0 Tracking invasive species and some tree pest diseases affecting golf courses.

BuilthWells treesOver the past few years the UK has seen the spread of a number of invasive species and diseases that are bringing about significant change to the existing flora and fauna. The causes are complex although they are likely to include climate change, and less than effective bio security, allowing their import into the UK.

The causes should be reviewed to identify causes where greater diligence on may prevent continued access. That being said, we cannot turn the clock back, so the emphasis must now be on obtaining data and interpreting the information to gain an understanding of their effects and how quickly they are spreading.

We in the golf industry are uniquely placed benefiting from access to the beauty of golf courses that offers a tamed natural environment. More importantly, golf also provides significant areas of naturalised semi managed and unmanaged areas. The key to why the golf industry can be so useful in helping to obtain data is the geographical spread of UK golf courses, almost literally from Lands End to John O' Groats. The additional benefit to the studies are the varied habitats provided within the golf industry including coastal, heathland, parkland, water, woodland (deciduous and coniferous), ancient hedges, highland, lowland - well you get the idea.

Urban courses on sites that have been surrounded by developments also offer a natural resource for wildlife, people and researchers.

Hanson Associates are working with OPAL (Open Air Laboratory), a lottery funded project led by Imperial College London, backed by the Department for the Environment Food & Rural Affairs (DEFRA), the Environment Agency and many academic organisations.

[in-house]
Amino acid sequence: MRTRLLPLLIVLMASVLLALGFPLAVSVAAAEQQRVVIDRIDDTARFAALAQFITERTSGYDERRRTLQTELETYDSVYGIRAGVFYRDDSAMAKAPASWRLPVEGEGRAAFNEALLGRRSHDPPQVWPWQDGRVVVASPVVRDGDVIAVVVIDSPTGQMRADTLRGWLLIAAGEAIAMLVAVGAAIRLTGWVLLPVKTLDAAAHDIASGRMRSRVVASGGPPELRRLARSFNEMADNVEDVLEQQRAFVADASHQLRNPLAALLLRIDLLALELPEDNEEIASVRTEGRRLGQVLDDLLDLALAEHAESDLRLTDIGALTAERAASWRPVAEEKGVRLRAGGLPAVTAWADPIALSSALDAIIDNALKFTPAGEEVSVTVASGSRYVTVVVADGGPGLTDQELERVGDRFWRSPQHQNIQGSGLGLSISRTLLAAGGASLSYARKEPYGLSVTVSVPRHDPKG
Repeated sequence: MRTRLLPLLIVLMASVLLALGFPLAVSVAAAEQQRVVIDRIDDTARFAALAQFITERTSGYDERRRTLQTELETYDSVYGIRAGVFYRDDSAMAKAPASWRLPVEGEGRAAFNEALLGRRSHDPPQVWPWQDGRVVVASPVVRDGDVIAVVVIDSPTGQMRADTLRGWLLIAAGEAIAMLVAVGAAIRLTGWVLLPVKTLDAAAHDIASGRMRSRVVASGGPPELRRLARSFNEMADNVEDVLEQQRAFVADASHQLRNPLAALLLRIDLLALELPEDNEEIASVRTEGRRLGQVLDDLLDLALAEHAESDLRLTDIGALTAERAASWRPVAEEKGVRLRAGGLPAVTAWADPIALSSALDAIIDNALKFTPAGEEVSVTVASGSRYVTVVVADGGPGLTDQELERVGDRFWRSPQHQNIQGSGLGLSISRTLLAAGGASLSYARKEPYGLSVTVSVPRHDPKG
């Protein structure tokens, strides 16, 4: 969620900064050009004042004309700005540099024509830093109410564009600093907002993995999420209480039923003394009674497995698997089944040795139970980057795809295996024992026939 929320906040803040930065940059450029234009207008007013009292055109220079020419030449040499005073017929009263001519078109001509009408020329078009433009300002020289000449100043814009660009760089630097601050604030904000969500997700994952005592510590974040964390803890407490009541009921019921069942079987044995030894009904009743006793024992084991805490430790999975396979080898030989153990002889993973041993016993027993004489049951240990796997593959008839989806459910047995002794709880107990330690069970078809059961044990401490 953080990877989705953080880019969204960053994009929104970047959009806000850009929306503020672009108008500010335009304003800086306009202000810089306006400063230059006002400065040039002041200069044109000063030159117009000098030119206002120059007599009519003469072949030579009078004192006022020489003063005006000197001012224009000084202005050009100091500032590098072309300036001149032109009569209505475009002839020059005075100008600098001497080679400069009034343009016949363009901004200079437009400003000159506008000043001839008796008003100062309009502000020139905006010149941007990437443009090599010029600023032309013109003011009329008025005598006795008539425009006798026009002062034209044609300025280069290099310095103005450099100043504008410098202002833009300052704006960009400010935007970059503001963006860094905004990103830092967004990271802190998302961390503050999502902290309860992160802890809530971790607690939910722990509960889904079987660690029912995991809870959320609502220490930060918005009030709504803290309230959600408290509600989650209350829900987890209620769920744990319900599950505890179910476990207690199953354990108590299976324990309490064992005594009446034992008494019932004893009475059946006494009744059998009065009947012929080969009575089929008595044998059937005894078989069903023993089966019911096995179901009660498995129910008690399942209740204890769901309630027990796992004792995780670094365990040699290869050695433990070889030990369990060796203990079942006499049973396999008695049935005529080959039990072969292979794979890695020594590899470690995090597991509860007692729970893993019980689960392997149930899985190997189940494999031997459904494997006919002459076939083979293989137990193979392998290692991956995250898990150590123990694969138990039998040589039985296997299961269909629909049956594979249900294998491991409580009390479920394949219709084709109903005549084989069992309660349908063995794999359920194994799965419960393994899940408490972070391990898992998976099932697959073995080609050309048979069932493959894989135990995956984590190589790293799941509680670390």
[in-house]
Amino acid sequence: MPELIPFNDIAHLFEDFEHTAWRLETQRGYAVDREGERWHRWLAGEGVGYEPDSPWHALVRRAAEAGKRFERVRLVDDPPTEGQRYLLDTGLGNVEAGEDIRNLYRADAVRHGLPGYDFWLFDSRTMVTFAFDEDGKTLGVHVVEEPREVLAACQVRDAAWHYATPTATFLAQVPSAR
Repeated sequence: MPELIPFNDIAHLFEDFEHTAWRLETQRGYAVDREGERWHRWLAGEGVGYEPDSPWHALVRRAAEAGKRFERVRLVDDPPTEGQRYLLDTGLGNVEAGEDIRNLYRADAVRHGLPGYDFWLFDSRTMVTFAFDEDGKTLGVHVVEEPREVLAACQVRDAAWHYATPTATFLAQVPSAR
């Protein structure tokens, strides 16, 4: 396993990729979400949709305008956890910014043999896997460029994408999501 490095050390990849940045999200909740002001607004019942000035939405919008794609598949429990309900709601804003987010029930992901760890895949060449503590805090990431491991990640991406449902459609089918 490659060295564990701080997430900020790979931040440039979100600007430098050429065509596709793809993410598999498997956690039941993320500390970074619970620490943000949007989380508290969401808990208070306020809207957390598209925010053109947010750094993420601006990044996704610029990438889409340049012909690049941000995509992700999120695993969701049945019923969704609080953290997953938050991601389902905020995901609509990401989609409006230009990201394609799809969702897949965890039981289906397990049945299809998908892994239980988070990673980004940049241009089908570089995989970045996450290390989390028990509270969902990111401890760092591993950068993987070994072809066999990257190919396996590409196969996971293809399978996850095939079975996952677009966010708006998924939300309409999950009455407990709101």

The purpose is to encourage 'citizen science' by getting the public involved in monitoring a range of specific projects to obtain sighting of invasive species and disease as they colonise the UK.

The information provided is pooled and access provided to the scientific community to allow mapping and research to assess the effects on existing ecosystems. The potential data volumes and geographic spread of the sightings will go far beyond anything achievable by a handful of scientists' research, given current budgets. More importantly, the project is encouraging engagement and an understanding of the dynamic nature of our environment, as well as the repercussions of changes initiated by us and climate change.

How can we contribute? It is very easy, the OPAL website provides free downloadable resources to allow people of all abilities to conduct surveys, results can be entered on online or you can post completed surveys to OPAL. A couple of apps are available from the OPAL website for both Android and Apple operating sytems and provide information on identification and reporting any sightings you may have.

Please see the rest of the article on the following link:-Golf Course Management

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